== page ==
• The Council sells Bokashi buckets and CompostZing at Service Centres and the ReSale Store (Southbrook Resource Recovery Park), and also sells Pet Waste Composting systems at the ReSale Store, all at discounted prices. Prices are on our Rubbish and recycling fees and charges page
  • Green waste can be taken to the Oxford Transfer Station or Southbrook Resource Recovery Park.

The Council allocates funding towards Eco Educate. They can do workplace assessments to help businesses to reduce the impact on the environment and preserve natural resources.  Visit their website to find out more or to book an assessment.

Measuring your School Waste

The first step to reducing waste at schools (and childhood education centres) is to measure the amount of waste that is generated by the whole school's activities, and find out how much it costs to dispose of the waste.

We suggest smaller schools store a week’s worth of waste and larger schools store one or two day’s worth, then students can sort the waste into separate waste types (for example paper – recyclable and non-recyclable, plastic – recyclable and non-recyclable, metal, food waste and garden waste) and weigh each waste type.

Once you know how much waste is being generated, you can work out a strategy to reduce, reuse, recycle or reprocess the different parts of the waste pile in order to stop sending so many resources to landfill.

Tips to Help you Reduce Waste at your School

  • Print double-sided onto paper when you’re preparing resources or handouts
  • Reuse your one-sided paper as scrap paper, and reuse envelopes
  • Think about the packaging that your office or cafeteria brings in: try to buy products with recyclable packaging and minimal packaging, buy in bulk to reduce packaging, and see if your suppliers will remove materials such as plastic wrap, strapping etc for recycling
  • Buy products made of recycled materials
  • Encourage ‘litter free’ lunches for students (and teachers) to promote the use of reusable bottles, cups, lunch boxes and bags or food containers, and to avoid pre-packaged foods and plastic wrap
  • Recycle all that you can, either with the Council’s kerbside collection, or at the transfer station (remember, recycling is free)
  • Send your printer or photocopier toner cartridges to be recycled
  • Start composting at your school to compost food waste, garden waste and even paper towels. Then you can use the compost, worm wee and other wonderful by-products in your school’s garden – or sell them as a fundraiser!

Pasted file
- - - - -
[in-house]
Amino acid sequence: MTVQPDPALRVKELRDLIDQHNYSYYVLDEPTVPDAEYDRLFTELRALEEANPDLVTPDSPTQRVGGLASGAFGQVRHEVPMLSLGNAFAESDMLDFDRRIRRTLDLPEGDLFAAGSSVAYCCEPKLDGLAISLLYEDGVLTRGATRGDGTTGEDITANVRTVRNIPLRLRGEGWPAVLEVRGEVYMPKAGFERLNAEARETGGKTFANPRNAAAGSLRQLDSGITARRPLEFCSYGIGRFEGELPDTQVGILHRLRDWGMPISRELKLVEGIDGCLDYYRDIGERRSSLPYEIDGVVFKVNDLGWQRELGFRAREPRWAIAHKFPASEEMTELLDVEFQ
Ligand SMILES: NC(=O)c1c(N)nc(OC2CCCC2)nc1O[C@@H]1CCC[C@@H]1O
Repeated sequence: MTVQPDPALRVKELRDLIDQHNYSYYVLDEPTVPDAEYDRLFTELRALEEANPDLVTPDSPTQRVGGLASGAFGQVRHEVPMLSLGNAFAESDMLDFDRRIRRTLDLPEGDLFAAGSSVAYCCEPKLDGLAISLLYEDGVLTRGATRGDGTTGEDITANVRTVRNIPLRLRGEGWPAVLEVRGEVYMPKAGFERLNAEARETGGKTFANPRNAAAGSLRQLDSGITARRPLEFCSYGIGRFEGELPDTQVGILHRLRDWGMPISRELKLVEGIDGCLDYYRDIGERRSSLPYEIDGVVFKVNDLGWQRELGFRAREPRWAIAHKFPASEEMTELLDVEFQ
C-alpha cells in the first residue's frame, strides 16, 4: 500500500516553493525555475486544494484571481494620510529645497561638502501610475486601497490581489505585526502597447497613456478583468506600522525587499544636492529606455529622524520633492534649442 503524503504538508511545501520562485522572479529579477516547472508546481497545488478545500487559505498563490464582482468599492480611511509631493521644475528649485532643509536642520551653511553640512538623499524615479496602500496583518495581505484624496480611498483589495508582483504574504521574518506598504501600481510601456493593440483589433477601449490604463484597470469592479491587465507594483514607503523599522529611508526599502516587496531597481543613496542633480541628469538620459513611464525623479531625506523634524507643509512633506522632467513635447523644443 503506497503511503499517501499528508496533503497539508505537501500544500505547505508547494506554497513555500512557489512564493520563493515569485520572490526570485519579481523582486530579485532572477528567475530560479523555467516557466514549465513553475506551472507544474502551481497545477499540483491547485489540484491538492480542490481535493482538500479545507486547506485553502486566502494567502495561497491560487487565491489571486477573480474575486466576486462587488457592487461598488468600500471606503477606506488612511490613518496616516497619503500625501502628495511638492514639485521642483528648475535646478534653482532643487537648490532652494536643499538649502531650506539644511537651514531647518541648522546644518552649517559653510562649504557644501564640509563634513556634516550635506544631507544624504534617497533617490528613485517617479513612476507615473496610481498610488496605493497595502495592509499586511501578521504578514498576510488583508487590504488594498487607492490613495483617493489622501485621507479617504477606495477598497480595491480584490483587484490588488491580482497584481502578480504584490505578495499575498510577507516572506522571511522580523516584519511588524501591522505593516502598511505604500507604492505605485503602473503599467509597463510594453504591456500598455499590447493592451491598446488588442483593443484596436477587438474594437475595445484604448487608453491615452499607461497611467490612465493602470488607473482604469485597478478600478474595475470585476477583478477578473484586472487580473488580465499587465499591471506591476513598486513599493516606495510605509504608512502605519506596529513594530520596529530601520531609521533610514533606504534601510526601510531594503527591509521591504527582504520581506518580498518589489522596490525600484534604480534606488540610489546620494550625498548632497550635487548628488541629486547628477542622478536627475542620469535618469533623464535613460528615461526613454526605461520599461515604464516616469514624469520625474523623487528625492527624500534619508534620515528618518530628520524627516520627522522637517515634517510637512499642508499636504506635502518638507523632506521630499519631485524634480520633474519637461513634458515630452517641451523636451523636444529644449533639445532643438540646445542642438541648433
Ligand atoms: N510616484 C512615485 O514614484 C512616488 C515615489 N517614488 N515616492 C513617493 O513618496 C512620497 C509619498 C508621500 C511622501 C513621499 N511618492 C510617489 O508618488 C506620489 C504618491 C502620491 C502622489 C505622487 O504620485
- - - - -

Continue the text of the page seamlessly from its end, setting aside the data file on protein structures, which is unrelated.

• Recycle old computer equipment and other electronic equipment. Some companies take back the old computers when they upgrade them.

Assisted Kerbside Recycling Programme for Schools

Schools on Ministry of Education or non-rateable land are not charged the targeted kerbside collection rate and so would not normally be eligible to receive the Council’s kerbside collection service.

However the Council has offered a kerbside recycling programme to schools and early education centres inside its kerbside collection areas, as from 24 June 2011. Weprovide recycling wheelie bins for all eligible schools and early education centres at a ratio of one 240 litre bin per three classrooms, in order to promote and encourage recycling at school.

For more information on this service, download the programme information and application form.

School Waste Minimisation Programmes

The Council funds two school sustainability programmes to provide local schools resources and assistance to minimise waste, as well as part-fund the Paper4trees Programme.

Waste and Water Education Programme

The Council and Eco Educate have developed a  waste minimisation and water conservation education programme, which is free to all of the district’s schools and early childhood education centres.

The programme focuses on involvement from children as well as teachers, the principal, Board of Trustees and the caretaker. The initial aim is to develop a school vision, then follows measurement: how much rubbish is dumped, what recycling is done and how much water and power is used by the school.

Lesley Ottey, the Enviro-Educator, is available to talk to you about the programme.

Contact our Enviro-Educator

To contact Lesley, phone 027 333 1344 or email her at

The One Planet website also provides school lesson plans for primary and secondary schools.

Enviroschools Canterbury